- nanā pa inilyam.
DISTAL.SG.DIR. about. think.IND.PERF-1SG.PATIENT.EXTERIOR.
I thought about that.
- nanā pa inilyiram.
DISTAL.SG.DIR. about. think.IND.PERF-1SG.COMMON.INTERIOR.
It crossed my mind.
Note, furthermore, that some verbs are semantically characterized by volition or lack thereof (often with the volitive verb being formed starting from the other by means of a prefix, especially ta-), so can't be used this way. An example also found in English and other languages is the pair milge (root mind-) "to hear" and tamilge (ta-mind-) "to listen"; mišake "to see" and tamišake "to watch, look at" is another.
For some verbs, the interior form is static, and the exterior one is used to describe the beginning of that state, e.g. with haleike "to be calm":
I am calm.
I am getting calm ~ calming down.
This meaning is particularly common with adjectival verbs:
It is sweet.
It is becoming sweet.
Note that, with positional verbs, the inverse is true: the exterior form is static and the interior one is dynamic, e.g.:
I am standing.
I stand up.
Verbs with distinct meanings
Some verbs' interior forms have a meaning which is, at least in the English translation, very distinct, as with lilke "to live" or mišake "to see":
- EXT. lilah "I live" vs. INT. lilęru "I get healed"
- EXT. mešute "I see" vs. INT. meširu "I know"
Chlouvānem makes a distinction between "slow" and "late" (ṭhivake) and between "fast" and "early" (nuppake) only as exterior and interior meanings of the same verb; the derived adverbial form is the same:
- EXT. ṭhivu "I am late" vs. INT. ṭhiviru "I am (walking/driving) slow", adverbial ṭhive or ṭhivęe "slow, late"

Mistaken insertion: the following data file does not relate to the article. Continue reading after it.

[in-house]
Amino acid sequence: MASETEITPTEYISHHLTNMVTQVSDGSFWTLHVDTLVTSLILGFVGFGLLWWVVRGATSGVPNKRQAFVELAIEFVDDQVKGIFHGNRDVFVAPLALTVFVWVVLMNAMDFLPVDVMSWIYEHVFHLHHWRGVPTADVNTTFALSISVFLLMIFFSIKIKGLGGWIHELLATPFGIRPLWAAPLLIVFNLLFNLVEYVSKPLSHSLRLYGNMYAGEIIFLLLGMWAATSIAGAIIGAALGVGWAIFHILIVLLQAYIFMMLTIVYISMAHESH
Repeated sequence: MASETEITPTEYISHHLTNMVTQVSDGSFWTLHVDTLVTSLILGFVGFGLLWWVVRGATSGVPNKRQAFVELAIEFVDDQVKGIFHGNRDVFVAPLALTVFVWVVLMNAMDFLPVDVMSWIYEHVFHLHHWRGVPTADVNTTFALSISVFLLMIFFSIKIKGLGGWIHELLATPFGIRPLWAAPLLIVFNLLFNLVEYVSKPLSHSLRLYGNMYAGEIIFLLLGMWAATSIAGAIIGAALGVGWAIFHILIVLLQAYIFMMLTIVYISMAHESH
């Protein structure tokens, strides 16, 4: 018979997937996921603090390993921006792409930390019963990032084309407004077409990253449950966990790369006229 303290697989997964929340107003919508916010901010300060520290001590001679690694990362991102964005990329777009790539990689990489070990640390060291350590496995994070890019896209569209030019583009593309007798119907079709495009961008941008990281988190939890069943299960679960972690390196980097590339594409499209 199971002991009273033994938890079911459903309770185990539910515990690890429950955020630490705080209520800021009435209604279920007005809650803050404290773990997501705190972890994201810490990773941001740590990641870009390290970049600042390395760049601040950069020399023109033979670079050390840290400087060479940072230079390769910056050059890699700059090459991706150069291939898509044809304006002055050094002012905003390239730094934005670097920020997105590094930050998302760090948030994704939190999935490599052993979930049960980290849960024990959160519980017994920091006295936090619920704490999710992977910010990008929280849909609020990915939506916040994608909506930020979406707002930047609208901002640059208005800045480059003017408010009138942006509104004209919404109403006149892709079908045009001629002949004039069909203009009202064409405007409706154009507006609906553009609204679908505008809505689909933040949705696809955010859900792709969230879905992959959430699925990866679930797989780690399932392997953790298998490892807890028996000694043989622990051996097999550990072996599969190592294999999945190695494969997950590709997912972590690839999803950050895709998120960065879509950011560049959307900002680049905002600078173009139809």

- EXT. nuppu "I am early" vs. INT. nuppiru "I am (walking/driving) fast", adverbial nuppe or nuppęe "fast, early"
- Note that the semantic causatives are completely different forms, prefixed forms of √dīd-: pridīdake "to delay", maidīdake "to bring forward, anticipate"
Interior forms of transitive verbs usually may have a distinct meaning together with the normal reflexive or reciprocal ones; for example, meširu may also mean "I see myself" (e.g. in a mirror).
The verbs related to the three basic temperatures - hot, warm, and cold - are actually divided in two semantic pairs denoting ambient and contact temperature, as in the following table:
(2: meṣyire - miṣyirek - imiṣyirā)
(3: nailire - nīlirek - inīlirā)
(2: oṣṇyire - ūṣṇyirek - uɂūṣṇyirā)
In the interior voice, those verbs denote states:
- amyære nailire.
It's warm today.
I feel cold!
- galtāt miṣyirde, mruṣṭhugi!
mug.DIR.DU. be_hot.CONTACT.IND.PRES-3DU.COMMON.INTERIOR. be_careful-OPT.IMPF-2SG.PATIENT.EXTERIOR.
The two mugs are hot, be careful!
In the exterior voice, their meanings change: the "ambient" verbs are inchoative and intransitive, while the "contact" ones are transitive:
- khārgeltyu nāṭ imiṣyeste dām?
tandoor-ACC.SG. already. be_hot.CONTACT.IND.PERF-2SG.EXTERIOR-AGENT.
Have you already heated up the tandoor?